I mean, 'Fruit Beer' is one heck of a name. The possibilities are endless in terms of what is actually about to enter your mouth, and given my long established difficulties with certain beers (from certain breweries) which habitually play the 'fruit card'... well, let's just say this could have been a real train wreck.

But it wasn't.

Not a single locomotive came to harm.

The good news doesn't end their, either, because far from being a disaster – this beer turned out to be something of a surprise hit.

It's actually quite lovely stuff.

In these days of increasing obsession with dark-berried fruits and high intensity citrus, this is actually quite a 'now' feeling brew, because there's plenty of all of that on show here.

Yes, there's slightly more of an overt 'sweetness' to the citrus than you might find in a 'modern trendy', and maybe the dark berries aren't as quite so deliberately potent and immediate, but then, maybe that's to be grateful for, because it certainly gives this drink a 'sessionable' quality which many of the new beers can lack. Quite simply, one of these is not enough.

The malts here are firm and delicious, but it's definitely a supporting role in this case. It's those juicy, newly ripened fruits – notably blackberry and strawberry, but with suggestions of peach, gooseberry and cherry – which steal the focus in this beer, and they do so in some style without ever overacting.

From start to finish, the fruits and the malts are offset beautifully with an essential and skilfully pitched bitterness.

It's a Belhaven beer for sure, and to be able to notice that is a credit to the team up in Dunbar, whose fabulously characterful ales I've enjoyed tremendously, and will certainly be doing so again.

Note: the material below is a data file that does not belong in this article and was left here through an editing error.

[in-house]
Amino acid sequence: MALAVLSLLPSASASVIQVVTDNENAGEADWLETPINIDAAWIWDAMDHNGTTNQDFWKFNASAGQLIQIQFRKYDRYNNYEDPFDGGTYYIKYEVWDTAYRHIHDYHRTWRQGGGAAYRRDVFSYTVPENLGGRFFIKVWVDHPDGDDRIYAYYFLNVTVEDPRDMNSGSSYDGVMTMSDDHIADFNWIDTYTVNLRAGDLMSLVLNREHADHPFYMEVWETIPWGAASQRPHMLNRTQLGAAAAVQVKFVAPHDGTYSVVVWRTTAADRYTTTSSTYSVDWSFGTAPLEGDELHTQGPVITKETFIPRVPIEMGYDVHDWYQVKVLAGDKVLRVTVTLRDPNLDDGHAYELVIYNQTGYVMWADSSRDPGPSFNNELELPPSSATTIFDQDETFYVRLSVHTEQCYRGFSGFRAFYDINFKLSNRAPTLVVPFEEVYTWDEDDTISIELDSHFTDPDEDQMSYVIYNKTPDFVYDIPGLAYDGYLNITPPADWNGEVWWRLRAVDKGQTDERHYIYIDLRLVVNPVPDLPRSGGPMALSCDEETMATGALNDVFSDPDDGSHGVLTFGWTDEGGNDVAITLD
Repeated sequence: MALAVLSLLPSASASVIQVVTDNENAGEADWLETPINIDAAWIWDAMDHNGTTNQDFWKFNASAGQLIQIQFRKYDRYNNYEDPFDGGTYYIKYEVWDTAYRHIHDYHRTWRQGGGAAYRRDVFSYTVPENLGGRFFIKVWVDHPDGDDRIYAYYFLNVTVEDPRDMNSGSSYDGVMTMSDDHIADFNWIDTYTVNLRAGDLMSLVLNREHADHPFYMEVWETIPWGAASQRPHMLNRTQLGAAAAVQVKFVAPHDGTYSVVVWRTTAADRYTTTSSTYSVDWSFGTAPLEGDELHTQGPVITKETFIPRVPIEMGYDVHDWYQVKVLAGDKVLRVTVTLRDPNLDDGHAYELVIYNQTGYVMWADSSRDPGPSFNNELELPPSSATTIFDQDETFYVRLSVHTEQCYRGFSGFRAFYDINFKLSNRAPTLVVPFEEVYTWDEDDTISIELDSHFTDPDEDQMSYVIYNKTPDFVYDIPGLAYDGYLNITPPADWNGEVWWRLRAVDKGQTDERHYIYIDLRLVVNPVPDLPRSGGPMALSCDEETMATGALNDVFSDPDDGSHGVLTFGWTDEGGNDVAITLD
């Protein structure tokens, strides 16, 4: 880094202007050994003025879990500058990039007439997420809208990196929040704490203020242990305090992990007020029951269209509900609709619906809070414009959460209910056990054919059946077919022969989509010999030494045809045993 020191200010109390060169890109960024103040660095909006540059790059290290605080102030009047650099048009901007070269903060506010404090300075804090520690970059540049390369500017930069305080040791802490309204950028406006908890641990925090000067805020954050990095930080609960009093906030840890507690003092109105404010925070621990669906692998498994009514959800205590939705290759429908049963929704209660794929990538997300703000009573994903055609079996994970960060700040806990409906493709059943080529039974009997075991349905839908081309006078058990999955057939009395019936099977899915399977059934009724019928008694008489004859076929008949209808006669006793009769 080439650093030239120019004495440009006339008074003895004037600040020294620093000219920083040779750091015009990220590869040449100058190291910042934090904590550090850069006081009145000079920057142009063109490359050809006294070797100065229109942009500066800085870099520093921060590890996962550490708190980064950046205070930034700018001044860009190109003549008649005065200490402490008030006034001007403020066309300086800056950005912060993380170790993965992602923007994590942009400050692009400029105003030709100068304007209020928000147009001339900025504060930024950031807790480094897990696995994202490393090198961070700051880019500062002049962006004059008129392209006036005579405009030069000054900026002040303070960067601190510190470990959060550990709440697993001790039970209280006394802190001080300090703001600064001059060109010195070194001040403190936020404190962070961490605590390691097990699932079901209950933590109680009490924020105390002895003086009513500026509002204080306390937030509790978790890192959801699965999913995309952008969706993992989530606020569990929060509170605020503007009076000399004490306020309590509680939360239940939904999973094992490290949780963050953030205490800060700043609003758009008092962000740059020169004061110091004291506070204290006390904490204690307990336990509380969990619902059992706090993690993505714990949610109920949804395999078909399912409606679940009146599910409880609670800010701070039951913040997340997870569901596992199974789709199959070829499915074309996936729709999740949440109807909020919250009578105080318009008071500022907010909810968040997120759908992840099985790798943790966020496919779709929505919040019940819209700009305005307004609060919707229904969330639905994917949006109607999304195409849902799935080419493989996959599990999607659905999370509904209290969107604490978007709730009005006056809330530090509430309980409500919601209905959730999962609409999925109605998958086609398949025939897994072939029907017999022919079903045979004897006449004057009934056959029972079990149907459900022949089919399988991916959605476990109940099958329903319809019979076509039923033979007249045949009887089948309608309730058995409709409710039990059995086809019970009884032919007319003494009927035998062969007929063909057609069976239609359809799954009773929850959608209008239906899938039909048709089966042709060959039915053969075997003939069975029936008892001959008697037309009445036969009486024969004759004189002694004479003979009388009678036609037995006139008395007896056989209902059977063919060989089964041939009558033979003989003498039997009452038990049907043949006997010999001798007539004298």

Wednesday, 24 August 2011

Day 124, Beer 124 - St. Peter's "Honey Porter"

Today's Beer

Name – Honey Porter

Brewer – St. Peter's

Classification – Porter (Or 'honey porter', if you want to get all fussy about it)

Strength – 4.5% ABV

Verdict - At A Glance

On the eye – The devil's red. Dark, ominous, and a bit sexy.

On the nose – Rich caramel, abundant honey and rampant cocoa. Quite something.

On the tongue – Fudge, licorice, dark berries, cinnamon. Huge levels of cocoa bitterness, huge levels of honey sweetness, and even greater amounts of puzzled head scratching. (Read on...)

On the subject – I'm finally coming towards the end of my St. Peter's batch, and it's been a fascinating journey. They pretty much brew everything, often doing so twice what with the many organic alternatives. The range really is enormous, and with the brewery's emphasis being very much on their bottled output, that sense of 'specialism' really does find it's way into the glass.

On the market – St. Peter's beers are ubiquitous these days, this particular one may be a little more tricky to find, but worry not, as the brewery has it's own online store.

On the
whole?/10 (Look, I honestly don't know... You'd better read on...)

Full Review

My poor head.

I was shaking it, scratching it, very nearly bashing it against walls – and all of this from the very first sip of today's beer.

Even now (and quite uniquely for this project) I simply do not know what I think about it.

As hard as it may be to believe, and as much as it may sound like a lazy cop-out, I am literally unable to decide whether I even like this beer or not.